The Republican party is a having an identity crisis, a full-blown public meltdown, complete with teenage existential angst. Erik Erikson, the psychologist who coined the term, described an “identity crisis” as the absence of a set of constant social, philosophical, or religious values to guide human action in a constantly changing environment. That pretty much describes today’s Republicans, who have no clue who they are, where they are going, or why — a serious impairment if you presume to lead a conga line, and much more so for the most powerful nation on earth.
Republicans can’t seem to express an organizing principle these days, and almost everyone with a computer to type on has noticed. David Brooks writes in the New York Times that the British have at last declared their independence from us: American conservatives, he notes, have lost the leadership of the conservative movement to them. Tom Davis, a former leader of the Republican Congressional Campaign Committee, writes, “the Republican brand is in the trash can.” The New Yorker headlines, “The Fall of Conservatism: Have the Republicans run out of ideas?” Most painful of all, the elegant Peggy Noonan, who is to conservative composition what Fred Astaire was to dance, says the Republican party, including its conservative leadership, has “squandered the hard-built paternity of 40 years” because we are no longer serious about leadership, policy, or ideas.
Perhaps it’s time to lie on the couch, acknowledge our fears, and ask, “What do Republicans believe?” Every descendant of Goldwater knows that our crisis of character is real. Late in the evening, through the mists of our memories of the 1980s, we confess it: American conservative thought ran out of gas after Ronald Reagan. Perhaps we were exhausted, and allowably so, after routing the Soviet Union and rescuing Western civilization.
Success on such a scale is dangerous, since few people have the character to survive great accomplishment. Yet Republicans of the Reagan era suffered a second success. After dispatching the hammer-and-sickle crowd, conservatives won the ideological debate on the home front as well. January 23, 1996, was the date of liberalism’s surrender. When Bill Clinton declared in his State of the Union address that “the era of big government is over,” Clinton not only killed liberalism’s organizing doctrine, he also buried the remaining distinction between Democrats and Republicans.
Our success left conservatives staggering aimlessly in the ideological desert, smashed with victory, wondering, “If the era of big government is over, then exactly what era are we in?” But liberals knew that Clinton’s rejection of industrial-age statism was done with a wink and a nod, and they paid him little mind. Today they are still offering voters seductive-sounding solutions, undeterred that their retinue of lazy, industrial-age programs, centralized in the nation’s capital, is destined, once again, to fail.
Yet what have post-Reagan conservatives offered to meet the challenges of managing an economy or organizing a society? As Brooks notes, conservatives have fallen silent, acquiescent to the trend toward bigger, grander public-sector authority. George Packer throws another shovel of dirt onto the GOP grave in The New Yorker. “Among Republicans,” he writes, “there is no energy, no fresh thinking, no ability to capture the concerns and feelings of millions of people.” Republicans, he means to say, are no more than a nagging warning label on the American polity, a rusty sign on the fence that says “Beware: Big Government Here.”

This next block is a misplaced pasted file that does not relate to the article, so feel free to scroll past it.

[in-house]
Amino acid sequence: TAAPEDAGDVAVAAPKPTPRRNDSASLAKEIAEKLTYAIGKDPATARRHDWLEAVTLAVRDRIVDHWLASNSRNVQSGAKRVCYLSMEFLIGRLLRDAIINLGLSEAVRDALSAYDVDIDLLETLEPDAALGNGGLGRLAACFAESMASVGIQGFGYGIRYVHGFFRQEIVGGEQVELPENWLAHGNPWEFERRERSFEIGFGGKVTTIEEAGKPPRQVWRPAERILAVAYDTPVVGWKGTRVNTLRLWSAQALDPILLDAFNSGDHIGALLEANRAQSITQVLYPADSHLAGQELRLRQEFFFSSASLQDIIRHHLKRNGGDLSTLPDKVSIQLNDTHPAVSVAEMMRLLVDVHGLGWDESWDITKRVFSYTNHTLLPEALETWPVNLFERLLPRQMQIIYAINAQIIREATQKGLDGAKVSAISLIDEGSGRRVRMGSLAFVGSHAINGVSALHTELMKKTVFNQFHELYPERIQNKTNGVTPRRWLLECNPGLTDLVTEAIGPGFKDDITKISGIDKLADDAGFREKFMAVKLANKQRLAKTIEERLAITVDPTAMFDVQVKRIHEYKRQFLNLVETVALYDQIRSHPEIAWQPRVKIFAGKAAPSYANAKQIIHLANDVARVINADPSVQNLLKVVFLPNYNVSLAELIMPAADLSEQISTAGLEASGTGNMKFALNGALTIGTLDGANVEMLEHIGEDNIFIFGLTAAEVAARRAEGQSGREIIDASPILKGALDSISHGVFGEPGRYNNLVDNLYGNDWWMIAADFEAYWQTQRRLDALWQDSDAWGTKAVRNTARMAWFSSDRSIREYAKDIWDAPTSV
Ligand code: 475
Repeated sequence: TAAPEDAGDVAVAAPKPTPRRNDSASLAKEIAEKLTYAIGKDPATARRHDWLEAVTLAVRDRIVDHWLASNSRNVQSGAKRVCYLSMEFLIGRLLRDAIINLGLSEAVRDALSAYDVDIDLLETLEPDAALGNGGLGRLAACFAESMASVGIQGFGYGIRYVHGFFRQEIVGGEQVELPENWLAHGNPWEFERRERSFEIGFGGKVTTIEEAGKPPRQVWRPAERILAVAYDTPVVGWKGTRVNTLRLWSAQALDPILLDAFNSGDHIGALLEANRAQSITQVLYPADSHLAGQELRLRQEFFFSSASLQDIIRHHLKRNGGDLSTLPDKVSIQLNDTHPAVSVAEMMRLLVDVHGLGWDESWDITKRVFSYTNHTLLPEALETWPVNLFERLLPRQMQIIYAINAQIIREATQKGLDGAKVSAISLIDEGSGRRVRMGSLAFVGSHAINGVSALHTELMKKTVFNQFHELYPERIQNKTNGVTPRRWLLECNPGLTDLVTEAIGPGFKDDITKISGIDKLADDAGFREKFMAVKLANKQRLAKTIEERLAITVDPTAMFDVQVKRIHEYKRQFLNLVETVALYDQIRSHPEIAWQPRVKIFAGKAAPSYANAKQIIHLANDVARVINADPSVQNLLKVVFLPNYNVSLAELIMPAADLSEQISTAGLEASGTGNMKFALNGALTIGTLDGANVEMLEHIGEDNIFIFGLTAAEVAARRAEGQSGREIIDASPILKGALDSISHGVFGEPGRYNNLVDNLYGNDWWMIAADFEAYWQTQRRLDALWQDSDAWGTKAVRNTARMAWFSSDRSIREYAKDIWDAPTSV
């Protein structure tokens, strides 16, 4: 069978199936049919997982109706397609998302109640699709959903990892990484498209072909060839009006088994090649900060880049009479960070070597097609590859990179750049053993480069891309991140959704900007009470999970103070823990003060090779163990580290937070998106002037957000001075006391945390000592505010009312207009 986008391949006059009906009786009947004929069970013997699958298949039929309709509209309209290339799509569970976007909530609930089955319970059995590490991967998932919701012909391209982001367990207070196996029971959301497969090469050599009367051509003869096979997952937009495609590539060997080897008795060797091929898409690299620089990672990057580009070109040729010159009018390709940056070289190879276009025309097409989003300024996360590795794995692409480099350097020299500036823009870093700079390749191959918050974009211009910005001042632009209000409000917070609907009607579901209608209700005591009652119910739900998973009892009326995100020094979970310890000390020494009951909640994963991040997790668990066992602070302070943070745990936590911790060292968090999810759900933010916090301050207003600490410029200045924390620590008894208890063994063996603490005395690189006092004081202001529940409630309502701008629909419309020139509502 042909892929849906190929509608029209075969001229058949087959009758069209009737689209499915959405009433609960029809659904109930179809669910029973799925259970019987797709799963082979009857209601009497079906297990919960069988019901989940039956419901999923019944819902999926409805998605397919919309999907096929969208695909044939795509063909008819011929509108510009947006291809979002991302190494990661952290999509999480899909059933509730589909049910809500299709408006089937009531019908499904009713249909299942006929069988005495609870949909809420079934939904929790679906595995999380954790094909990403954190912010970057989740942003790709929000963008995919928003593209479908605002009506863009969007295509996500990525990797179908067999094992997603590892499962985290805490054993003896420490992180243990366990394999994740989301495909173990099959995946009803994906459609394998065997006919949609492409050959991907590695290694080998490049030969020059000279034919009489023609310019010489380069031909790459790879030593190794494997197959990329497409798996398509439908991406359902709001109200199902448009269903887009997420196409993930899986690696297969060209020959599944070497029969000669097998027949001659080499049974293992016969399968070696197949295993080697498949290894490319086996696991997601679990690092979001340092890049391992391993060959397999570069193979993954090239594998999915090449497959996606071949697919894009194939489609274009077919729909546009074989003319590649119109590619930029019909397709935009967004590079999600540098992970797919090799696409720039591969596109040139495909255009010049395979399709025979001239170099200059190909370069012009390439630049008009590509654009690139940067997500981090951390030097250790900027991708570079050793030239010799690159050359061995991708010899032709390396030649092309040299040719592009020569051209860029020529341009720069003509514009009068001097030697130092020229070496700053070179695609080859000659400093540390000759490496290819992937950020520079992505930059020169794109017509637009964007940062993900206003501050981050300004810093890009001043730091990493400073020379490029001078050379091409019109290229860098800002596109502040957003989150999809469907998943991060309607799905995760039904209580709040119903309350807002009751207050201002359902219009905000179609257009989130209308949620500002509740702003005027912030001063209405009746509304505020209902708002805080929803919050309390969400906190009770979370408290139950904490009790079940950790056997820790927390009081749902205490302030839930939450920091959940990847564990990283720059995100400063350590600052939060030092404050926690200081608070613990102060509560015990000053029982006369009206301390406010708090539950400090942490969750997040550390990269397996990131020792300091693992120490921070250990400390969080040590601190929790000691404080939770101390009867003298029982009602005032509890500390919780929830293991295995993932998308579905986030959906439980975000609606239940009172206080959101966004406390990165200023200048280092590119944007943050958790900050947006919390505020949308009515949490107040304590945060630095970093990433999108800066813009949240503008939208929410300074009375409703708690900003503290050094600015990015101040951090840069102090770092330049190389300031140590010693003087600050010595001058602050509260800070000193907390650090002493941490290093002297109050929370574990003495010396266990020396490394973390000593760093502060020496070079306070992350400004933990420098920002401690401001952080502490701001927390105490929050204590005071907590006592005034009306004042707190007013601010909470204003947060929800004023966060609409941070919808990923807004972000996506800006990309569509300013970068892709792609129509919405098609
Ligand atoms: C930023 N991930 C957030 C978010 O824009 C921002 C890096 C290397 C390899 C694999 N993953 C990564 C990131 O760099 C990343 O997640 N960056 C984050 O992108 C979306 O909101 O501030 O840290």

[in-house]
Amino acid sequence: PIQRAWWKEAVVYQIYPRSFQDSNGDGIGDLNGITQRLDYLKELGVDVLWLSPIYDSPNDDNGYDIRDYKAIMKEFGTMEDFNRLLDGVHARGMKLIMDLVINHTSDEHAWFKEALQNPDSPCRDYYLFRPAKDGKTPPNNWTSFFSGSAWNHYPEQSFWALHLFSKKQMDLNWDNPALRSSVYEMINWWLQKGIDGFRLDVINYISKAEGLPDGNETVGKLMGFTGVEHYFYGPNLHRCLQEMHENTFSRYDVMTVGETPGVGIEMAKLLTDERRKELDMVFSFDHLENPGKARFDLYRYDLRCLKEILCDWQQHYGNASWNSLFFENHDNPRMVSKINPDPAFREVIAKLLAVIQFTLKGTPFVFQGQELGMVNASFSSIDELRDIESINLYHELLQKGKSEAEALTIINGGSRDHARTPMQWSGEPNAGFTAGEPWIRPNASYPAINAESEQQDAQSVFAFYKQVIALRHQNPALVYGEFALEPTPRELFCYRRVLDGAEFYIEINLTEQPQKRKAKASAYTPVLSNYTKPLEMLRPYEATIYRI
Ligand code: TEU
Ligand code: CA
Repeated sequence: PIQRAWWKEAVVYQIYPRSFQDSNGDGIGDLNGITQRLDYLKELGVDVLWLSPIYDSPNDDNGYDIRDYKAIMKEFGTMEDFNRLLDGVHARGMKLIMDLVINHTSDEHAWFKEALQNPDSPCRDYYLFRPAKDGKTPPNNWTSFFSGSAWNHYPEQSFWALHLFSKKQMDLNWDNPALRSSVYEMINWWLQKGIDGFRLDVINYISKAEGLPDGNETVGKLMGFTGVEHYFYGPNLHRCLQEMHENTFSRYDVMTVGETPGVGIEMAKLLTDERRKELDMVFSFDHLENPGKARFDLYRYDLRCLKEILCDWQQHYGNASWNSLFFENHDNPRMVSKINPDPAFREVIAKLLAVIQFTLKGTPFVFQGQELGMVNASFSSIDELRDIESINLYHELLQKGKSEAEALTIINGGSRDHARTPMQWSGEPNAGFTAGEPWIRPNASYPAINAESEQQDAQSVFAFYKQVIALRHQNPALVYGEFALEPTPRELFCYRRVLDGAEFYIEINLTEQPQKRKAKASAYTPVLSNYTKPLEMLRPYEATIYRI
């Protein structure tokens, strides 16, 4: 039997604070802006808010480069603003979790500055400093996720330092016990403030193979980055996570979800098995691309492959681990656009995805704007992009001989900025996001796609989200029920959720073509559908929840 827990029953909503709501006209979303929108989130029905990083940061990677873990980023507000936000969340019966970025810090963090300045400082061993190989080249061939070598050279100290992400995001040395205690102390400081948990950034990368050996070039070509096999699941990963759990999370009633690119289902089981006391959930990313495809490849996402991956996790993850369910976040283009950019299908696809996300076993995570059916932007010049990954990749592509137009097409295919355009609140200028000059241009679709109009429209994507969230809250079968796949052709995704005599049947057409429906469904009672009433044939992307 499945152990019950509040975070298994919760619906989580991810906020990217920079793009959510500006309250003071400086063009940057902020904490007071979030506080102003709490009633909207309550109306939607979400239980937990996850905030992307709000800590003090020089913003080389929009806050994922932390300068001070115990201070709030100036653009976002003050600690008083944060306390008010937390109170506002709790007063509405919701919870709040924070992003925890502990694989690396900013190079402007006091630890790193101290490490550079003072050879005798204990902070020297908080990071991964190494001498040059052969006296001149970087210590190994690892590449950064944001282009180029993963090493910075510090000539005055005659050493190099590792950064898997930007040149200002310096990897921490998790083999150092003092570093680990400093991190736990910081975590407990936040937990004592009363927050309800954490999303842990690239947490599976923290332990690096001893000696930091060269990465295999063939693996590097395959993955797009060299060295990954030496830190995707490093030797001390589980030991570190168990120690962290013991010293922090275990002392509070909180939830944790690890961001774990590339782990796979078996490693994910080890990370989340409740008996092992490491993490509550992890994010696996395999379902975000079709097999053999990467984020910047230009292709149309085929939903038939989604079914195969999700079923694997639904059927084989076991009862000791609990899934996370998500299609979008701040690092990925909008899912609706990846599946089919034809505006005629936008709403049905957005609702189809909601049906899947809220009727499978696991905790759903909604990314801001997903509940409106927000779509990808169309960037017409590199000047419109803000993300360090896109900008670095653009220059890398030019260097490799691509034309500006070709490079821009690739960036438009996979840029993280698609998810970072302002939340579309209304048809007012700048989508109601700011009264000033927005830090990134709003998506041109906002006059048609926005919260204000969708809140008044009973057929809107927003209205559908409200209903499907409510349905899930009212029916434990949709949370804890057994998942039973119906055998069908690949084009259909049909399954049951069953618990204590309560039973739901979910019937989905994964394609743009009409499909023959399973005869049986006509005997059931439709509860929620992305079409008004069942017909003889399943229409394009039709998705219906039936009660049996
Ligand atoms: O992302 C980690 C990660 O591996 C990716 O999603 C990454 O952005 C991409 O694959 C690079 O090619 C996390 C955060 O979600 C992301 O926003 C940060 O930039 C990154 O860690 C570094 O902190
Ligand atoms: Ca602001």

Brooks goes further. He says the next generation of conservatives must learn to compromise individual freedom and “use government to foster dense social bonds.” “Individual freedoms,” he says, quoting David Cameron, leader of Britain’s Conservatives, “count for little if society is disintegrating.” This is where Brooks and Cameron have it exactly backwards. Freedom is not incompatible with governing; in fact, the old-fashioned freedoms that conservatives have long cherished may usher in the most effective government that is within the power of man to create. It’s just a matter of redefining what “government” is and who practices it.
GOVERNMENT IS NOT THE STATE
Conservatives do have something to say about this. Our British cohorts, as Brooks notes, are expressing it: “They want voters to think of the Tories as the party of society while Labor is the party of the state. They want the country to see the Tories as the party of decentralized organic networks and the Laborites as the party of top-down mechanistic control.” But the “Conservative Revival” that Brooks has discovered in the Anglo motherland is new only in expression, not in principle or practice. Conservatives have always believed in bottom-up self-government, not top-down, state-imposed administration.
Conservatives do not hate government. We never have. We love life when it is well-governed. We respect the flag, our country, and traditional authority. We like a world where rules are observed and regulations are respected. We revere the order of the church. We respect the lines on the playing field and we stop at traffic lights. We want things to work. We want trains to run on time. We want our lives to be ordered. We want our lives to be governed — just not by others. We want our lives governed by the face we see in the mirror. We want our lives governed by ourselves.
Liberals, similarly, do not love government. What they love is power, especially when it is concentrated in the state and they have their hands on it. Whether that power actually governs anything is immaterial. Yes, they believe in a large and growing public sector. But liberalism’s antique, industrial-age imperative that all authority must be top-down and emanate from the public sector has established a colossal record of failure. The big old machine is broken. Liberalism doesn’t “govern” anything these days.